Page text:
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Hello all.

After a ton of reading about "self-sustaining" tanks, I've got a pretty solid idea about how I'd like to build my low-maintenance, semi-self-sustaining, tank.

I understand that a truely self-sustaining tank is probably a dream, but a heavily planted one that has a complete (or nearly complete) food-chain may not be.

Substrate - The Walstad Method recommends a dirt substrate capped with sand or gravel. I think i prefer the look of sand, plus I'm considering organisms that may prefer to burrow (more on that below). What type of soil should I buy? Pool filter sand seems to be the sand of choice.

Plants - This is something I know almost nothing about, and the main reason I joined this forum. I know I need a heavily planted tank if i want this method to succeed, but what type of plants? I'm considering a medium lighting on a timer with the above substrate. Keep in mind, plants will play a role in my food-chain to some extent so they should be hardy and fairly fast growing.

Filtration - Now, the way I understand it, the Walstad Method does not used any mechanical filtration (i have not read the book btw). However, I have a canister filter that I'd like to use. I will not use activated charcoal because it will kill my good bacteria, but I'd like to use some kind of media to help skim off loose junk as well as more surface area (and water) for bacteria to grow on. Is this ok to do?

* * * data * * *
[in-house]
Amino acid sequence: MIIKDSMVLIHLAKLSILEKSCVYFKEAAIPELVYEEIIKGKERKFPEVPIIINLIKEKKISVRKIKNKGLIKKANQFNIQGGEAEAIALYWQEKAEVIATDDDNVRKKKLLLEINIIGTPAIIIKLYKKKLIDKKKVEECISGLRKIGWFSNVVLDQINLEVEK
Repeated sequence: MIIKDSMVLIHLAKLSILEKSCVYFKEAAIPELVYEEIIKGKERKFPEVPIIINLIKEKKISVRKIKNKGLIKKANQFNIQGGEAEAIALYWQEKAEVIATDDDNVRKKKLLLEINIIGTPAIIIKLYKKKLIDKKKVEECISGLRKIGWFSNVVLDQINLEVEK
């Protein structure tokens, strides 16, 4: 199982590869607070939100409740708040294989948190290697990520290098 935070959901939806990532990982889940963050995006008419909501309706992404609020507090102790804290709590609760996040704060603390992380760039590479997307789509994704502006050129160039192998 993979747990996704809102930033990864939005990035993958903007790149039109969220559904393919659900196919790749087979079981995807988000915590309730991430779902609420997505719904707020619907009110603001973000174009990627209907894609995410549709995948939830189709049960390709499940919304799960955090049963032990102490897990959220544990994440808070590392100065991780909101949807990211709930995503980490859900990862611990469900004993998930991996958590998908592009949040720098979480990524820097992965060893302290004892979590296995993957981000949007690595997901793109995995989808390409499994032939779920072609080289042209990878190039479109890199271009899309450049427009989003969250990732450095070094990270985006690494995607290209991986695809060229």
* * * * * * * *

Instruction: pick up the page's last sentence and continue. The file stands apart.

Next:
Lighting - This is something I'm very confused about so I hope someone can help me. What kind of lighting should I use? I have 4 sockets on my lid for compact bulbs.

I'm very excited to start cycling and I have tomorrow off. If anyone has any advice please feel free to comment! I know I have a ton of questions but from what I've read so far, you guys seem to be the ones to ask.

Sorry in advance if i posted this in the wrong place. Hopefully someone can talk me through some of this before I get to work on it tomorrow. I'm picking up sand and any plants I can find locally.
 

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Hello all.

After a ton of reading about "self-sustaining" tanks, I've got a pretty solid idea about how I'd like to build my low-maintenance, semi-self-sustaining, tank.

I understand that a truely self-sustaining tank is probably a dream, but a heavily planted one that has a complete (or nearly complete) food-chain may not be.

Substrate - The Walstad Method recommends a dirt substrate capped with sand or gravel. I think i prefer the look of sand, plus I'm considering organisms that may prefer to burrow (more on that below). What type of soil should I buy? Pool filter sand seems to be the sand of choice.

Plants - This is something I know almost nothing about, and the main reason I joined this forum. I know I need a heavily planted tank if i want this method to succeed, but what type of plants? I'm considering a medium lighting on a timer with the above substrate. Keep in mind, plants will play a role in my food-chain to some extent so they should be hardy and fairly fast growing.

Filtration - Now, the way I understand it, the Walstad Method does not used any mechanical filtration (i have not read the book btw). However, I have a canister filter that I'd like to use. I will not use activated charcoal because it will kill my good bacteria, but I'd like to use some kind of media to help skim off loose junk as well as more surface area (and water) for bacteria to grow on. Is this ok to do?